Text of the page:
The Omega Speedmaster "Silver Snoopy Award" 50th Anniversary And Its Historic Connection To Apollo 13
In 1970, Omega received the Silver Snoopy Award from NASA, and the Omega Speedmaster was made an essential tool for astronauts on the Apollo programme. To understand how the award started, we have to go back to 1960 when American cartoonist Charles M. Schulz created a comic strip about a beagle named Snoopy who dreamt of going to the moon. It sparked a conversation in the US about all the possible adventures in space.
When NASA was looking for a mascot for their safety programme, Snoopy was the obvious watchdog. The Silver Snoopy Award was birthed in 1968 to recognise people and organisations who have contributed to the success of space flight missions. Omega was honoured for Speedmaster's important role in ensuring the safety of the Apollo 13 crew.
Now meet the new Omega Speedmaster Snoopy watch that pays tribute to the Apollo 13 mission, which celebrates its 50th anniversary this year, and the beloved comic strip beagle, Snoopy. Let's examine this beautiful novelty a little closer.
The Silver Dial
Let’s blast off with the Omega Speedmaster Snoopy's silver dial. The laser-engraved AG925 silver surface is embellished with blue PVD hour markers and hands as well as a blue sub-dial at 9 o'clock with Snoopy in its spacesuit, the exact same style as the Silver Snoopy Award pin.
TATLER TALE: The three astronauts of Apollo 13 moved to the Lunar Module (nicknamed Aquarius) after the oxygen tank exploded on the Apollo 13 shuttle. Aquarius wasn’t built to support more than two for an extended amount of time, and they had to shut down most of the power to conserve energy which rendered digital timers obsolete. An exact 14-second burn of the engine was required to manually readjust the course of the craft. Commander Jim Lovell and his team relied on the Omega Speedmaster chronographs to time the burn, which contributed to the safe return of Apollo 13 on Earth.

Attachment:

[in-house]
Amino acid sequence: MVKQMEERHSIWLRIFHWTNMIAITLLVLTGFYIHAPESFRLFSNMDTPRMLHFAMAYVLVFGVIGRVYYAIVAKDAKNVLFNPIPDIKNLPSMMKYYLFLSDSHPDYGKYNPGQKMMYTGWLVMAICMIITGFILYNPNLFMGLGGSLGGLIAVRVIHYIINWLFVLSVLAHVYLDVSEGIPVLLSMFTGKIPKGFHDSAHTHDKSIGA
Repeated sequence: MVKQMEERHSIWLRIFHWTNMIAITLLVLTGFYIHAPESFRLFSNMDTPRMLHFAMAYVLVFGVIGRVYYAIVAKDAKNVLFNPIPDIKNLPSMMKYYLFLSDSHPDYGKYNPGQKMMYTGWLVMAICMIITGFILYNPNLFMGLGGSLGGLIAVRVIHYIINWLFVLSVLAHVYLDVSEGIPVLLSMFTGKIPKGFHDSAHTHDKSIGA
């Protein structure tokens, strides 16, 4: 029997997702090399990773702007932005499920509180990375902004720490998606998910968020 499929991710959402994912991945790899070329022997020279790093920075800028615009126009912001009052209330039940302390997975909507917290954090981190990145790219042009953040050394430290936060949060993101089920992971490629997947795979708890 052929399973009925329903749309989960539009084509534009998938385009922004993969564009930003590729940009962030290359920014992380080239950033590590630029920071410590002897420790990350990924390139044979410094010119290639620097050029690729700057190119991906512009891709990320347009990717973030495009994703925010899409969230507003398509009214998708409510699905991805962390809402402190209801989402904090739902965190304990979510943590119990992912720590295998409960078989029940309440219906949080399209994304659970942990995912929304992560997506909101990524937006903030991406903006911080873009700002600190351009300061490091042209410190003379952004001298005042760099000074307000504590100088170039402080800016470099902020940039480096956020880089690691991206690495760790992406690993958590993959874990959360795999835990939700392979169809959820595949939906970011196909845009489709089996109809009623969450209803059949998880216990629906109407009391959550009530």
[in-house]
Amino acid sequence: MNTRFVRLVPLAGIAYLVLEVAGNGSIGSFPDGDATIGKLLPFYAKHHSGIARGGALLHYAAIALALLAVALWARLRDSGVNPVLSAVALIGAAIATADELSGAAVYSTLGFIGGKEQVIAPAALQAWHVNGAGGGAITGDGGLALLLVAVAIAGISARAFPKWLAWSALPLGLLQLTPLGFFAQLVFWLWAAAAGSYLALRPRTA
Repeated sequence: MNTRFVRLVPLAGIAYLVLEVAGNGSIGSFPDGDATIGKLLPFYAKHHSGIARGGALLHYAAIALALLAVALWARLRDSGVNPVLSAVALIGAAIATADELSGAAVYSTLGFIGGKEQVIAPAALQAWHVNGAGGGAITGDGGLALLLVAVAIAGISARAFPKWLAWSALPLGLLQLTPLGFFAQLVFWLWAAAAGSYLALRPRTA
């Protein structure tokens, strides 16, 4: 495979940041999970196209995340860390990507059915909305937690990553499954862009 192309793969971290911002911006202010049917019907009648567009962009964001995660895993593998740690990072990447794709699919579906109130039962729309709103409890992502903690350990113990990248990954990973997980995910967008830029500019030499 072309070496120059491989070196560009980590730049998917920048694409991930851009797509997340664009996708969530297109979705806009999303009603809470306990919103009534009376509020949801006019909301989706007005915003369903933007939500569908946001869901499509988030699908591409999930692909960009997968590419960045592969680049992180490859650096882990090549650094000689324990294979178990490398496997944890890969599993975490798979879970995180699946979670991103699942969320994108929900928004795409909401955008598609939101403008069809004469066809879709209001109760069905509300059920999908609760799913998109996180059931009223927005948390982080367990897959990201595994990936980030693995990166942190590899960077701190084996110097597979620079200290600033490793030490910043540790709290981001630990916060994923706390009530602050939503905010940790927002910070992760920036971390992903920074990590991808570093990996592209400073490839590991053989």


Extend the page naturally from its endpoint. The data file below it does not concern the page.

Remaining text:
Dot Over Ninety
Moving on to the famous Dot Over Ninety, a small but important historical detail. On the blue ceramic bezel ring is the white enamel tachymeter scale—a white dot appears above the number '90', a design detail characteristic of bezels produced from 1957 to 1970.
The Celestial Caseback
The watch boasts one of the most delightful casebacks ever—an intricate engraving of Snoopy piloting a spacecraft that moves in tandem with the chronograph seconds hand on the dial side! Snoopy will disappear behind the sapphire crystal Moon, only to reappear on the other side after 30 seconds. The blue Earth moves too, but in the same beat as the small seconds hand. The Naiad lock keeps these mesmerising features on the caseback in the correct upright position.
See also: Omega Celebrates Lunar Landing’s 50th Anniversary With A Special Exhibition At Pavilion Kuala Lumpur
The Trajectory Strap
The blue fabric nylon strap is embossed with the trajectory of the Apollo 13 mission, including the famous slingshot around the far side of the Moon.
TATLER TALE: Aquarius was used as a lifeboat in space. The crew planned to travel around the far side of the Moon and use its orbit as a “slingshot” to return to Earth. Aquarius was the one and only spacecraft on an Apollo mission to successfully go around the moon in a free-return trajectory.
See also: Omega Celebrates 50 Years Of The First Lunar Landing With George Clooney And NASA Veterans